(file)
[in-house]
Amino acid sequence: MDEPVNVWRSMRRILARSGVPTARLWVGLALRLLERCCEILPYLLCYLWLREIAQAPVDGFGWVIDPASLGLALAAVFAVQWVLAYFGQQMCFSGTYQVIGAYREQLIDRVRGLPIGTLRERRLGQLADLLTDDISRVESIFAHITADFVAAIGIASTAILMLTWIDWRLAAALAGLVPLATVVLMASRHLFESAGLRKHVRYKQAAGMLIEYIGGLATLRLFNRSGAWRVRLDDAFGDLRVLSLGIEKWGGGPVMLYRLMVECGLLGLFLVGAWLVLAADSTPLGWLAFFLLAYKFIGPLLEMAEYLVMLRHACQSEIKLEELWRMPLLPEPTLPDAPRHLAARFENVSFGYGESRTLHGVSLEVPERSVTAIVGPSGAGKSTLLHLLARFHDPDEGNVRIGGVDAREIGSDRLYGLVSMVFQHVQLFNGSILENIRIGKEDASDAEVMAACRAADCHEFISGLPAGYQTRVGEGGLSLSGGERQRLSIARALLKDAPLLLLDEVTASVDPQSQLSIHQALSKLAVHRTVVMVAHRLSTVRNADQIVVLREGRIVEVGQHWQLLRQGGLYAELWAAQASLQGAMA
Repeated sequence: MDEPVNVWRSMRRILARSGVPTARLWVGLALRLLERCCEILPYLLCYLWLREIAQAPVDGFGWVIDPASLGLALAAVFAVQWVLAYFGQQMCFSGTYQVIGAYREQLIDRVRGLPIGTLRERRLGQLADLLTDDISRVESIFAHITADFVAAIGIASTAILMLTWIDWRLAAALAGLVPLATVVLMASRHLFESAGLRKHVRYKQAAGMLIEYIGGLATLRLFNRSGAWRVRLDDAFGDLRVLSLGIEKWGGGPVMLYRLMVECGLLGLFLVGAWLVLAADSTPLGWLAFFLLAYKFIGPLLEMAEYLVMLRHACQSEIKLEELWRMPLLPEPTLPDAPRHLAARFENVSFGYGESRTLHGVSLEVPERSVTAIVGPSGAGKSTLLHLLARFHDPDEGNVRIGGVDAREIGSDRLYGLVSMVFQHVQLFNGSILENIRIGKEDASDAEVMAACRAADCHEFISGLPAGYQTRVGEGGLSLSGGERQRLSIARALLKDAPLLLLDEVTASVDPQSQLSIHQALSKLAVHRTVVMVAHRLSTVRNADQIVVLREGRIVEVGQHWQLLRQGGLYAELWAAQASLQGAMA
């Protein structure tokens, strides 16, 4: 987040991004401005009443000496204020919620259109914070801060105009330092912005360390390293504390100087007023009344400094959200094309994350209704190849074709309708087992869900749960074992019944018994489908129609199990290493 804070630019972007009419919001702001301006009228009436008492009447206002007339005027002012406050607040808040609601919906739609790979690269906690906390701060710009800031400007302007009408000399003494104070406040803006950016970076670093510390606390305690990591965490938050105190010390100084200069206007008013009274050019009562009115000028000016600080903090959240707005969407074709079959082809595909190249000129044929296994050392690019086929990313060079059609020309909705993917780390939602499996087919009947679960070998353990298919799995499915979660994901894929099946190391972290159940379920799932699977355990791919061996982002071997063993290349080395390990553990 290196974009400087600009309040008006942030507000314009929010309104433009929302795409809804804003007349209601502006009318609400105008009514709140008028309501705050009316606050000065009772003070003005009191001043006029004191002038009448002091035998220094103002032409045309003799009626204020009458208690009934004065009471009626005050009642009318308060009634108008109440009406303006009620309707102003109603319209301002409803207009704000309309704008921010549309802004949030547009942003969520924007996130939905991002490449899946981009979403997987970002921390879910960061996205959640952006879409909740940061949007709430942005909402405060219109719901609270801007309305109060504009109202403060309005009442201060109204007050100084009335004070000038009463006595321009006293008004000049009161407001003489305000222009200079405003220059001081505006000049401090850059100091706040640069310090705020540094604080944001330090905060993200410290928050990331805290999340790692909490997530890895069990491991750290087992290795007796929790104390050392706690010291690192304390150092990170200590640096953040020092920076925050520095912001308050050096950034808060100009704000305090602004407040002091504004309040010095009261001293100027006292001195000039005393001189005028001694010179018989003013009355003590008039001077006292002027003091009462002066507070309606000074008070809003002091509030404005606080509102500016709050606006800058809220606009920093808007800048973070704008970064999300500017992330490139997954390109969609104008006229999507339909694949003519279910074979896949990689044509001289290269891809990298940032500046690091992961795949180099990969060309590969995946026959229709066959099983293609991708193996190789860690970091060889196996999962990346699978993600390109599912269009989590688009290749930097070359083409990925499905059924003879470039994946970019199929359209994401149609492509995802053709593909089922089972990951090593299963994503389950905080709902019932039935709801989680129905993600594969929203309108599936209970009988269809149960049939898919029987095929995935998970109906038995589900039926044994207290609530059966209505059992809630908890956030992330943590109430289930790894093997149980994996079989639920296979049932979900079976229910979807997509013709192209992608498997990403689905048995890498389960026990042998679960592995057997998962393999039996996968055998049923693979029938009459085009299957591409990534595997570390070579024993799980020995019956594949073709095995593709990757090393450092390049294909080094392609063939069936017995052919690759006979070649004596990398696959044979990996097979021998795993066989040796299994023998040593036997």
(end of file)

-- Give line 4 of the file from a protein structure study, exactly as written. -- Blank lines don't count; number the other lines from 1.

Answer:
């Protein structure tokens, strides 16, 4: 987040991004401005009443000496204020919620259109914070801060105009330092912005360390390293504390100087007023009344400094959200094309994350209704190849074709309708087992869900749960074992019944018994489908129609199990290493 804070630019972007009419919001702001301006009228009436008492009447206002007339005027002012406050607040808040609601919906739609790979690269906690906390701060710009800031400007302007009408000399003494104070406040803006950016970076670093510390606390305690990591965490938050105190010390100084200069206007008013009274050019009562009115000028000016600080903090959240707005969407074709079959082809595909190249000129044929296994050392690019086929990313060079059609020309909705993917780390939602499996087919009947679960070998353990298919799995499915979660994901894929099946190391972290159940379920799932699977355990791919061996982002071997063993290349080395390990553990 290196974009400087600009309040008006942030507000314009929010309104433009929302795409809804804003007349209601502006009318609400105008009514709140008028309501705050009316606050000065009772003070003005009191001043006029004191002038009448002091035998220094103002032409045309003799009626204020009458208690009934004065009471009626005050009642009318308060009634108008109440009406303006009620309707102003109603319209301002409803207009704000309309704008921010549309802004949030547009942003969520924007996130939905991002490449899946981009979403997987970002921390879910960061996205959640952006879409909740940061949007709430942005909402405060219109719901609270801007309305109060504009109202403060309005009442201060109204007050100084009335004070000038009463006595321009006293008004000049009161407001003489305000222009200079405003220059001081505006000049401090850059100091706040640069310090705020540094604080944001330090905060993200410290928050990331805290999340790692909490997530890895069990491991750290087992290795007796929790104390050392706690010291690192304390150092990170200590640096953040020092920076925050520095912001308050050096950034808060100009704000305090602004407040002091504004309040010095009261001293100027006292001195000039005393001189005028001694010179018989003013009355003590008039001077006292002027003091009462002066507070309606000074008070809003002091509030404005606080509102500016709050606006800058809220606009920093808007800048973070704008970064999300500017992330490139997954390109969609104008006229999507339909694949003519279910074979896949990689044509001289290269891809990298940032500046690091992961795949180099990969060309590969995946026959229709066959099983293609991708193996190789860690970091060889196996999962990346699978993600390109599912269009989590688009290749930097070359083409990925499905059924003879470039994946970019199929359209994401149609492509995802053709593909089922089972990951090593299963994503389950905080709902019932039935709801989680129905993600594969929203309108599936209970009988269809149960049939898919029987095929995935998970109906038995589900039926044994207290609530059966209505059992809630908890956030992330943590109430289930790894093997149980994996079989639920296979049932979900079976229910979807997509013709192209992608498997990403689905048995890498389960026990042998679960592995057997998962393999039996996968055998049923693979029938009459085009299957591409990534595997570390070579024993799980020995019956594949073709095995593709990757090393450092390049294909080094392609063939069936017995052919690759006979070649004596990398696959044979990996097979021998795993066989040796299994023998040593036997």